As part of Nintendo‘s recent fiscal year-end report, Nintendo president — and newly appointed CEO of Nintendo of America — Satoru Iwata revealed that The Big N will not hold a traditional press conference at this year’s Electronic Entertainment Expo (E3). Instead, the company plans to hold two closed events at E3 — one for American distributors, and another hands-on preview for Western gaming media.
A transcript of Iwata’s comments about Nintendo’s E3 plans reads in part:
“In the past we invited reporters, investors and analysts, industry partners, such as software publishers, and distributors who attended E3 to our large-scale presentations… I believe that many are expecting us to host a similar event this year.”
“… we decided not to host a large-scale presentation targeted at everyone in the international audience where we announce new information as we did in the past.”
“Instead, at the E3 show this year, we are planning to host a few smaller events that are specifically focused on our software lineup for the U.S. market. There will be one closed event for American distributors, and we will hold another closed hands-on experience event, for mainly the Western gaming media. Also, I did not speak at last year’s presentation, and I am not planning to speak at these events at the E3 show this year either. Apart from these exclusive events for visitors, we are continuing to investigate ways to deliver information about our games directly to our home audience around the time of E3. We will share more information about them once they have officially been decided.”
“During the E3 period, we will utilize our direct communication tools, such as Nintendo Direct, to deliver information to our Japanese audience, including those who are at this financial briefing, mainly focusing on the software that we are going to launch in Japan, and we will take the same approach outside Japan for the overseas fans as well.”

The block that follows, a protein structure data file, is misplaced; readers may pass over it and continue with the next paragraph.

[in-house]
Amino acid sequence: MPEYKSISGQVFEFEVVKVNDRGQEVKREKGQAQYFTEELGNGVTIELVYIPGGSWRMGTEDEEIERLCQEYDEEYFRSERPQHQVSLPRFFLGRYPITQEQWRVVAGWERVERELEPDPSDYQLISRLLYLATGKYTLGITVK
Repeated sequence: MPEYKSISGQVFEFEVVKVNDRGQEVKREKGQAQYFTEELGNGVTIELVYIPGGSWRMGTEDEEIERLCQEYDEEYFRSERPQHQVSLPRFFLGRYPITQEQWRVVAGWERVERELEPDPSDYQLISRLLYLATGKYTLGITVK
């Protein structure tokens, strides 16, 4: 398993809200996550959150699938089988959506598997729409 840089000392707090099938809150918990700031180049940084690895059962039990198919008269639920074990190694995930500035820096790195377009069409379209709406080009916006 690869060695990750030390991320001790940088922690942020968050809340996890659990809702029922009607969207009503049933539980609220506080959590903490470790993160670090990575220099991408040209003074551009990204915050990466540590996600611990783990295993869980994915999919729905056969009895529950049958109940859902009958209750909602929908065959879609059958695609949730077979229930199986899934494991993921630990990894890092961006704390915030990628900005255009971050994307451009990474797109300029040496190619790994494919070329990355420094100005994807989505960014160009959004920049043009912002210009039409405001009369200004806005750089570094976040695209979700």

While it may seem a bit crazy for Nintendo to skip out on holding a big E3 press conference, this is actually a pretty wise move on their part. Both Sony and Microsoft have new hardware to show off at E3, and the vast majority of media attention will be focused on their next-generation consoles. Nintendo has little chance of getting noticed when compared to those announcements, and it would be a waste of time and money to try and upstage the competition.
Aside from the obvious financial benefits of not holding an E3 press conference, Nintendo will also be able to focus and better distribute information about their products at these smaller events — much like they did with their Nintendo 3DS event at E3 2012.
Finally, Nintendo is always at their best when they buck industry trends and forge their own path. For better or worse, at this point their hardware (the Wii U and 3DS) is pretty much set in stone for the next several years. With that in mind, it makes sense to try something different and unexpected in how they get their message out. After all, why try and take on Sony and Microsoft through direct head-to-head marketing, when it is easier and cheaper to just go around them.
Source: Nintendo Everything